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Friendships Across Borders


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Tensions between Pakistan and India seem to have eased greatly. There hasn’t been any armed conflict since the Kargil War in 1999. Last year the newly elected prime minister of India, Narendra Modi, invited the leader of the country's neighbor Pakistan to his Prime ministerial swearing-in ceremony (inauguration) in Delhi for the first time. On the flip side of the coin, however, there are still many obstacles that need to be overcome to secure Indo-Pak peace. Although the Partition took place only 6 decades ago, as suspicion and mistrust has taken root among different nationals and learned hatred penetrates children at a very early age, it is a rather justifiable concern that the shared cultural heritage between India and Pakistan, something that should lay the groundwork for mutual understanding, has been very much overlooked and might soon be forgotten. When patriotism becomes overstressed, and strict visa regulations limit people across the border from real human connection, it is very likely that they tend to see each other through abstract labels assigned to them, and miss the opportunities to build personal experiences just as human beings.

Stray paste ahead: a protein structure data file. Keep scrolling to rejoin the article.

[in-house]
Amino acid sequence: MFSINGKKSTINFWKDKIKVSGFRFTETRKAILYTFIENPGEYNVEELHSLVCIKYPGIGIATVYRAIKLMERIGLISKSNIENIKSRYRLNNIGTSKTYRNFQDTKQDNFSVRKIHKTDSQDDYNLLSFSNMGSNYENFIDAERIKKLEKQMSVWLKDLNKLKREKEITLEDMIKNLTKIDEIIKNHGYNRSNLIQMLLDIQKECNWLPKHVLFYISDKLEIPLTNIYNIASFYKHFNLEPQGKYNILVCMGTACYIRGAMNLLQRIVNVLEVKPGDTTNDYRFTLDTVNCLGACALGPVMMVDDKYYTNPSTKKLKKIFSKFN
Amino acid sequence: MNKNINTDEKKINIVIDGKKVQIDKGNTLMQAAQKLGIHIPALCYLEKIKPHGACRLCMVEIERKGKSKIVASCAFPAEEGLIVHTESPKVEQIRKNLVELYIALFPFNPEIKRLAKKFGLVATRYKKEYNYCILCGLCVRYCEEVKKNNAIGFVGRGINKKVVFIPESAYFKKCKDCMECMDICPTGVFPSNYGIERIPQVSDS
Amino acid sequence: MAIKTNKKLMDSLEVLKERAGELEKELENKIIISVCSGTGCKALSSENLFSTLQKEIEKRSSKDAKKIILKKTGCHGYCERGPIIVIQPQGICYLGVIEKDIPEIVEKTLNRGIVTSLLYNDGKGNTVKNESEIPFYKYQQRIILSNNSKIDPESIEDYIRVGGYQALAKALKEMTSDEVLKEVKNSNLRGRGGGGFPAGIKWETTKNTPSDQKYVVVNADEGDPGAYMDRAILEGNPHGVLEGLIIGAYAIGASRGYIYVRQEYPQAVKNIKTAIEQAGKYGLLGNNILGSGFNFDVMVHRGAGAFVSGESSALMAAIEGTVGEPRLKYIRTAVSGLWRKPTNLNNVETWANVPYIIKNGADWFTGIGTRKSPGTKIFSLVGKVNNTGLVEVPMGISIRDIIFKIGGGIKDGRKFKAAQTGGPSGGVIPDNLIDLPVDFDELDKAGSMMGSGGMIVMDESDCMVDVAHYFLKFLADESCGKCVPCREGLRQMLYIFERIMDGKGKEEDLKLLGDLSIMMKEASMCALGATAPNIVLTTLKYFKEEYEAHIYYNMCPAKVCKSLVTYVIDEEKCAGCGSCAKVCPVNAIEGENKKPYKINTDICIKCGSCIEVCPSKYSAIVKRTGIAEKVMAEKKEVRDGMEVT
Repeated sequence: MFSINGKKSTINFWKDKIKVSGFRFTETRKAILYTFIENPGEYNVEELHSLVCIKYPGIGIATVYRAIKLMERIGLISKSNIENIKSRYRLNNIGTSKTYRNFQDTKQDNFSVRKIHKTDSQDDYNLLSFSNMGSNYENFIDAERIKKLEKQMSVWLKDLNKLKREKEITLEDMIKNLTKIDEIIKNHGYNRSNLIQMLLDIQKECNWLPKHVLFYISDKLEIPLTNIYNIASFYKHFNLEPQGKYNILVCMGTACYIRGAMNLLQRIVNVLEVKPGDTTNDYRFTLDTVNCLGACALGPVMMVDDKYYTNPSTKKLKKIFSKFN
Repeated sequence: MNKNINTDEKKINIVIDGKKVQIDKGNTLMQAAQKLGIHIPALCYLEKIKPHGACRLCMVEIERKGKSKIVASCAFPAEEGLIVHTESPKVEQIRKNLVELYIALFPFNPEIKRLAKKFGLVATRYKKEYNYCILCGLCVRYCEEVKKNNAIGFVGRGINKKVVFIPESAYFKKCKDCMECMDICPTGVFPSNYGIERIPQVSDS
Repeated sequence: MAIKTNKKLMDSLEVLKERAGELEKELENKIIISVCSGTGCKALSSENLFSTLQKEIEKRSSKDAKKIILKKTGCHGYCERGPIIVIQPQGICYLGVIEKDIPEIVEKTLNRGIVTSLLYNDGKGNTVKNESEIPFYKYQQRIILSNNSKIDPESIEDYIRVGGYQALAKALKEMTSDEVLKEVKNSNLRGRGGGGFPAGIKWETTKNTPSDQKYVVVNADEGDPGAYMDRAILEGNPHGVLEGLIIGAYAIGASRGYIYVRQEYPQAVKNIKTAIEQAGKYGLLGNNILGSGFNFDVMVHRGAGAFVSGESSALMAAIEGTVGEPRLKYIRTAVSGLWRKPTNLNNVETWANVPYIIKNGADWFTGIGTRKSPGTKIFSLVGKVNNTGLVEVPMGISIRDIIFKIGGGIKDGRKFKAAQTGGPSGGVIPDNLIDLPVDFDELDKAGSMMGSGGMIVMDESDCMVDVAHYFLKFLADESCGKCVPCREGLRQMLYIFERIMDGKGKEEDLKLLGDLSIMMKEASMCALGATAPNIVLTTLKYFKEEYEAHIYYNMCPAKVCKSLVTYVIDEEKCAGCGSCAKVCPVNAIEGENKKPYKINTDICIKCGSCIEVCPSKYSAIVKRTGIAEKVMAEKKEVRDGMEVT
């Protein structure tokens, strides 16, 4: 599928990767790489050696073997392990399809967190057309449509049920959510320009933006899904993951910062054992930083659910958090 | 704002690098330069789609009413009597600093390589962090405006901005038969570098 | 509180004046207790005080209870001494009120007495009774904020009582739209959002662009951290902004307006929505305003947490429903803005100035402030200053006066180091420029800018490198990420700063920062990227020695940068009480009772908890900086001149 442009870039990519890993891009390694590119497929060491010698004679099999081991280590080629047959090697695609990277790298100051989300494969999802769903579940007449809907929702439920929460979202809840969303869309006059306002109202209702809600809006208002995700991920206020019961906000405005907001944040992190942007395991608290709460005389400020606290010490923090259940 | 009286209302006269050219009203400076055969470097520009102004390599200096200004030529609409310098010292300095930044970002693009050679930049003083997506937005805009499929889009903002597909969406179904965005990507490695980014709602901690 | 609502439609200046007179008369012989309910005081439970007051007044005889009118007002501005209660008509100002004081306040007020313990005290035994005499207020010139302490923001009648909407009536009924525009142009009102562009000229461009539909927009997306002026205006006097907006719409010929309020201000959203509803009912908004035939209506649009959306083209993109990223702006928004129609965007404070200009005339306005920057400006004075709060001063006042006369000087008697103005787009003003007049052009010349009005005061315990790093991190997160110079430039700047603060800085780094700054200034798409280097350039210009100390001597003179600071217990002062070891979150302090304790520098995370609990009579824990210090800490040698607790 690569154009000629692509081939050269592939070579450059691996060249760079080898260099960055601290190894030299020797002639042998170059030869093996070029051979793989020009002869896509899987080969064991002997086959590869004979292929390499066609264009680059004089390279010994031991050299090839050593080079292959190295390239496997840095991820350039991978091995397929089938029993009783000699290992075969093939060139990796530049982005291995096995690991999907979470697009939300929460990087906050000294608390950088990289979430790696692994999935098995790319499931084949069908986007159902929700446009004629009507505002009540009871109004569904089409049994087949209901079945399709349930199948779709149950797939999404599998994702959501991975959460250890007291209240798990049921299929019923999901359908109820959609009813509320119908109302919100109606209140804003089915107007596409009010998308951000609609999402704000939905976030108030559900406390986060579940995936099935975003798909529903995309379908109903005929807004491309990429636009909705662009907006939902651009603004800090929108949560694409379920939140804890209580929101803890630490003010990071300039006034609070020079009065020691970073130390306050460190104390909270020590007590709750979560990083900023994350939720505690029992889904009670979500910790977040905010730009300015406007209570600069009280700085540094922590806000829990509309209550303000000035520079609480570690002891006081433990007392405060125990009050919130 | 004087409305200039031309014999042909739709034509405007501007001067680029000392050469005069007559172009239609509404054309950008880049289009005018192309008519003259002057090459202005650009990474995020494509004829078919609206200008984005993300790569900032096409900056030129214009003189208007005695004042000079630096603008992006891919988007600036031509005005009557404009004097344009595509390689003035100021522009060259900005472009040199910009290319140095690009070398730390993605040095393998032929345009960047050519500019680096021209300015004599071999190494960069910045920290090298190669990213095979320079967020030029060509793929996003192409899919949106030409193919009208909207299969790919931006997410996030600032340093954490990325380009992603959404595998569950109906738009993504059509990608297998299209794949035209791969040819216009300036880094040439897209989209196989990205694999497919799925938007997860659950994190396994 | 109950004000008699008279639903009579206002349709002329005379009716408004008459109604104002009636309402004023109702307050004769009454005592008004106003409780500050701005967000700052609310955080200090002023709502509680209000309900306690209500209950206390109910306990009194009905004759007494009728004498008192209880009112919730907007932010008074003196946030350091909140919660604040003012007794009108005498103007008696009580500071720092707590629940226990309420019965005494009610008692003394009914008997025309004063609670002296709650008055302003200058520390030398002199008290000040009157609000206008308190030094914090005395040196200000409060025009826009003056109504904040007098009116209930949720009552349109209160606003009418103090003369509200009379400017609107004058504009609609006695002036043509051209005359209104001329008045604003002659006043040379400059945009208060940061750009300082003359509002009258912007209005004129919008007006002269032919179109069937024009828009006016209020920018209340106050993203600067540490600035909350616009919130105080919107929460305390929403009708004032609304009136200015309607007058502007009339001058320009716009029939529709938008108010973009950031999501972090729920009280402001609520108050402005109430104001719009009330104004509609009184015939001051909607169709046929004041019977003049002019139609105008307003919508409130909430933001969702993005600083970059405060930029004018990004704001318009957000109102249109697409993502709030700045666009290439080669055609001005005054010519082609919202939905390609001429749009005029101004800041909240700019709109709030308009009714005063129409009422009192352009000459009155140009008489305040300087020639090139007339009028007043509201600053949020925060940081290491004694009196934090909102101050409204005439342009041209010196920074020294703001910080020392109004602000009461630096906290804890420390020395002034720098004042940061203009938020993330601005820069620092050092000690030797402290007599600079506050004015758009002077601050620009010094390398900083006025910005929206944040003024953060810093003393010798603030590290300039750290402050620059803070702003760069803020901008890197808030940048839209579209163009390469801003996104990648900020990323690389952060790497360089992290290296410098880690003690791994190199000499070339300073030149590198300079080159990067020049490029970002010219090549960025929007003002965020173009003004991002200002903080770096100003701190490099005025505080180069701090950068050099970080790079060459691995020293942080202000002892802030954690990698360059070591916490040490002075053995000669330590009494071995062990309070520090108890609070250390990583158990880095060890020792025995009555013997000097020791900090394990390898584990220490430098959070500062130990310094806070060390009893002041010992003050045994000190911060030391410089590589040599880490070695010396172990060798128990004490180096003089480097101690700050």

As vague and abstract a concept as the word peacebuilding may sound, it is not a subject only concerning the United Nations or world leaders. “Be the change you wish to see in this world”, as Mahatma Gandhi once said. Although that is something much easier said than done, we believe in the power of civic engagement and that fundamental social transformation requires changes from grassroots. Born and raised in India, Chintan Girish Modi, the founder of Friendships Across Borders: Aao Dosti Karein, shares the same vision. Passionate about forging and encouraging cross-border friendships as a path to peace, he takes a personal approach to Indo-Pak peace activism.